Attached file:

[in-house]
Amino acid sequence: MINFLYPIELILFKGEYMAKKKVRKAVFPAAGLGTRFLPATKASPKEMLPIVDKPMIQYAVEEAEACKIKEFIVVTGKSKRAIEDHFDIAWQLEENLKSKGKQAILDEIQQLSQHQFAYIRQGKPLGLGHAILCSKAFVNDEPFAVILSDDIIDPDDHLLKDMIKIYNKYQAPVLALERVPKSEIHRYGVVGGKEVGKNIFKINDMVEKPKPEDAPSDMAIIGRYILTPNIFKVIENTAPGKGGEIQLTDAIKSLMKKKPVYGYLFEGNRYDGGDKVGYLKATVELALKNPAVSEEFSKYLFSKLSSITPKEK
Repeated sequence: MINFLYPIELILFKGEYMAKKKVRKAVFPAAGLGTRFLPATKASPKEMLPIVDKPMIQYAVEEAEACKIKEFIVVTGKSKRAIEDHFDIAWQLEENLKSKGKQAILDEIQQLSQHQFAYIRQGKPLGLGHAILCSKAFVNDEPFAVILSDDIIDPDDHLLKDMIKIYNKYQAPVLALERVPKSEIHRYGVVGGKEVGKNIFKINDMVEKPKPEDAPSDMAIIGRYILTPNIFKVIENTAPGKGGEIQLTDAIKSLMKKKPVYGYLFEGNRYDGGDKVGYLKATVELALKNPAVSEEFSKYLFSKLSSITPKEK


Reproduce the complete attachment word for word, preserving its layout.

[in-house]
Amino acid sequence: MINFLYPIELILFKGEYMAKKKVRKAVFPAAGLGTRFLPATKASPKEMLPIVDKPMIQYAVEEAEACKIKEFIVVTGKSKRAIEDHFDIAWQLEENLKSKGKQAILDEIQQLSQHQFAYIRQGKPLGLGHAILCSKAFVNDEPFAVILSDDIIDPDDHLLKDMIKIYNKYQAPVLALERVPKSEIHRYGVVGGKEVGKNIFKINDMVEKPKPEDAPSDMAIIGRYILTPNIFKVIENTAPGKGGEIQLTDAIKSLMKKKPVYGYLFEGNRYDGGDKVGYLKATVELALKNPAVSEEFSKYLFSKLSSITPKEK
Repeated sequence: MINFLYPIELILFKGEYMAKKKVRKAVFPAAGLGTRFLPATKASPKEMLPIVDKPMIQYAVEEAEACKIKEFIVVTGKSKRAIEDHFDIAWQLEENLKSKGKQAILDEIQQLSQHQFAYIRQGKPLGLGHAILCSKAFVNDEPFAVILSDDIIDPDDHLLKDMIKIYNKYQAPVLALERVPKSEIHRYGVVGGKEVGKNIFKINDMVEKPKPEDAPSDMAIIGRYILTPNIFKVIENTAPGKGGEIQLTDAIKSLMKKKPVYGYLFEGNRYDGGDKVGYLKATVELALKNPAVSEEFSKYLFSKLSSITPKEK